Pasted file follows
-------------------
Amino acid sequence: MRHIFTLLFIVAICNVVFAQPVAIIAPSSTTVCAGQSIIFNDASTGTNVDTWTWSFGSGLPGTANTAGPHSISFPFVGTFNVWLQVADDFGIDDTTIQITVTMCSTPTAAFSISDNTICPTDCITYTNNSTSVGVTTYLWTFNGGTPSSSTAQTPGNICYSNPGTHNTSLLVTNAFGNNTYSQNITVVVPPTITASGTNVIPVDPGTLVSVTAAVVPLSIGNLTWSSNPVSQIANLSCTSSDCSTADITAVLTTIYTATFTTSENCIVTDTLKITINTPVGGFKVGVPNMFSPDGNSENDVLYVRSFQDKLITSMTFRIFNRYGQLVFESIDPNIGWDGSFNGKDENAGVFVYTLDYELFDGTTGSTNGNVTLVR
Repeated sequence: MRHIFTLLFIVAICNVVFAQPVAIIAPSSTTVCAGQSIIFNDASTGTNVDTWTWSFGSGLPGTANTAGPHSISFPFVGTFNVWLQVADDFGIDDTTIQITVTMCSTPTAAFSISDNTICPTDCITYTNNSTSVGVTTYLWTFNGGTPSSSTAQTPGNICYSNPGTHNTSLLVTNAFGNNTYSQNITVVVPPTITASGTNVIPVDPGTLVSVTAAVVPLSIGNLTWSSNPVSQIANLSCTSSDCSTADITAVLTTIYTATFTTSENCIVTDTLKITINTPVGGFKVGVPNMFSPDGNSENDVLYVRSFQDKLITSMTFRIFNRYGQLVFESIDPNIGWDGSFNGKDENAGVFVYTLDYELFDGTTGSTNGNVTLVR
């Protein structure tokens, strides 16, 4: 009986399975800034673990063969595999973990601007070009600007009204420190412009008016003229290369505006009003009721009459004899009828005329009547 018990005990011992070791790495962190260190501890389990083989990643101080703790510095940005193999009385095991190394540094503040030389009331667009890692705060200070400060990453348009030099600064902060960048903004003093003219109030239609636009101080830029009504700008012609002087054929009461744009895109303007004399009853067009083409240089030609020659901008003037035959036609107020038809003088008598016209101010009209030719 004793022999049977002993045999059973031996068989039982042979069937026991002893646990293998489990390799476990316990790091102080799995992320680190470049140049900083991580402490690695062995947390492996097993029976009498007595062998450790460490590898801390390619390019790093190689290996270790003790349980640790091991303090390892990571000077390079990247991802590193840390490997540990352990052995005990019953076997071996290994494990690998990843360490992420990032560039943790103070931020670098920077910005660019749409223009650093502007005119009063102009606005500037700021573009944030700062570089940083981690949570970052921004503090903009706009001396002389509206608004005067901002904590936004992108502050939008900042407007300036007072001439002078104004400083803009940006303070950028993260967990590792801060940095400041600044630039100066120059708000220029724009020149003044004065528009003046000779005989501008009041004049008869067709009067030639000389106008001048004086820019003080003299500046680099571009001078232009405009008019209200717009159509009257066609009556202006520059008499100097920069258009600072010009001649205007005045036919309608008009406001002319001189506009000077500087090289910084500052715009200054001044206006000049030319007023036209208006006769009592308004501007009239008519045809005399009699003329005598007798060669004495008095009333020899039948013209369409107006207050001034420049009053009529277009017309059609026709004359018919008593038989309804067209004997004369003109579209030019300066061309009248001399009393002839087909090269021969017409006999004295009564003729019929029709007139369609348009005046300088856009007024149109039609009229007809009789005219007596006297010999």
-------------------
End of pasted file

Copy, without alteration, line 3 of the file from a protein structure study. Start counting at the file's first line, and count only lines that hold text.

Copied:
């Protein structure tokens, strides 16, 4: 009986399975800034673990063969595999973990601007070009600007009204420190412009008016003229290369505006009003009721009459004899009828005329009547 018990005990011992070791790495962190260190501890389990083989990643101080703790510095940005193999009385095991190394540094503040030389009331667009890692705060200070400060990453348009030099600064902060960048903004003093003219109030239609636009101080830029009504700008012609002087054929009461744009895109303007004399009853067009083409240089030609020659901008003037035959036609107020038809003088008598016209101010009209030719 004793022999049977002993045999059973031996068989039982042979069937026991002893646990293998489990390799476990316990790091102080799995992320680190470049140049900083991580402490690695062995947390492996097993029976009498007595062998450790460490590898801390390619390019790093190689290996270790003790349980640790091991303090390892990571000077390079990247991802590193840390490997540990352990052995005990019953076997071996290994494990690998990843360490992420990032560039943790103070931020670098920077910005660019749409223009650093502007005119009063102009606005500037700021573009944030700062570089940083981690949570970052921004503090903009706009001396002389509206608004005067901002904590936004992108502050939008900042407007300036007072001439002078104004400083803009940006303070950028993260967990590792801060940095400041600044630039100066120059708000220029724009020149003044004065528009003046000779005989501008009041004049008869067709009067030639000389106008001048004086820019003080003299500046680099571009001078232009405009008019209200717009159509009257066609009556202006520059008499100097920069258009600072010009001649205007005045036919309608008009406001002319001189506009000077500087090289910084500052715009200054001044206006000049030319007023036209208006006769009592308004501007009239008519045809005399009699003329005598007798060669004495008095009333020899039948013209369409107006207050001034420049009053009529277009017309059609026709004359018919008593038989309804067209004997004369003109579209030019300066061309009248001399009393002839087909090269021969017409006999004295009564003729019929029709007139369609348009005046300088856009007024149109039609009229007809009789005219007596006297010999």